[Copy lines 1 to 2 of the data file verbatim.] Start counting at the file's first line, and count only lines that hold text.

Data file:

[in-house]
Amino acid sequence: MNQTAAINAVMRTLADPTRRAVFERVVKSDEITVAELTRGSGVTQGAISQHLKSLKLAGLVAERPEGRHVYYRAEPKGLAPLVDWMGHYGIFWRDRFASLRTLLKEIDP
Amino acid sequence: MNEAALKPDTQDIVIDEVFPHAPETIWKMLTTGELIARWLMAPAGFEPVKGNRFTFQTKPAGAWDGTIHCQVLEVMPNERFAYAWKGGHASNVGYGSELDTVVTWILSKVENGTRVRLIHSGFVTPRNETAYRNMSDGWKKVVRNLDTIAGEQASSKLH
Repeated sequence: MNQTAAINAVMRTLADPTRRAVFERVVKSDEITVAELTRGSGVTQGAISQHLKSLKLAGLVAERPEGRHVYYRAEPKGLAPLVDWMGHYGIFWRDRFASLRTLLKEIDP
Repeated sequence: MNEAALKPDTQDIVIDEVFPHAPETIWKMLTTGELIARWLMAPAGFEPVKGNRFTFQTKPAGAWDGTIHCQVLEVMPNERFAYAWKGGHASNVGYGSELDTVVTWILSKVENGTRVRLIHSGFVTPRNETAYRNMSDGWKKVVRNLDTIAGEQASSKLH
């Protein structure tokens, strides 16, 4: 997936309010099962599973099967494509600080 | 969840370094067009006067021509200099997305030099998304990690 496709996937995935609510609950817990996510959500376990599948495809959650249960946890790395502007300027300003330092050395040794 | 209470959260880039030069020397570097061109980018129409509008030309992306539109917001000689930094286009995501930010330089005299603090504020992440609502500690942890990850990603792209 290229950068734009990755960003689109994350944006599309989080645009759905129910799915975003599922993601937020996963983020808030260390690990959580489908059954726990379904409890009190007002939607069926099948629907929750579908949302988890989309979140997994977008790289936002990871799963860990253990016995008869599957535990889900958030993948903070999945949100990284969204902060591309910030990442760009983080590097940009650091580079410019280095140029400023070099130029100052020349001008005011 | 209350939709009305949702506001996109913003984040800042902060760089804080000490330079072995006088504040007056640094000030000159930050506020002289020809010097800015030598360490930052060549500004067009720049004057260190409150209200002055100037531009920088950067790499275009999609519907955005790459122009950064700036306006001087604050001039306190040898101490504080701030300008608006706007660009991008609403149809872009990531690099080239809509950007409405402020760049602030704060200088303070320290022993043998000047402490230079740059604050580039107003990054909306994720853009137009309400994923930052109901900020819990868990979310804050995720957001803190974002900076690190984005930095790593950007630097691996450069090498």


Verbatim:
[in-house]
Amino acid sequence: MNQTAAINAVMRTLADPTRRAVFERVVKSDEITVAELTRGSGVTQGAISQHLKSLKLAGLVAERPEGRHVYYRAEPKGLAPLVDWMGHYGIFWRDRFASLRTLLKEIDP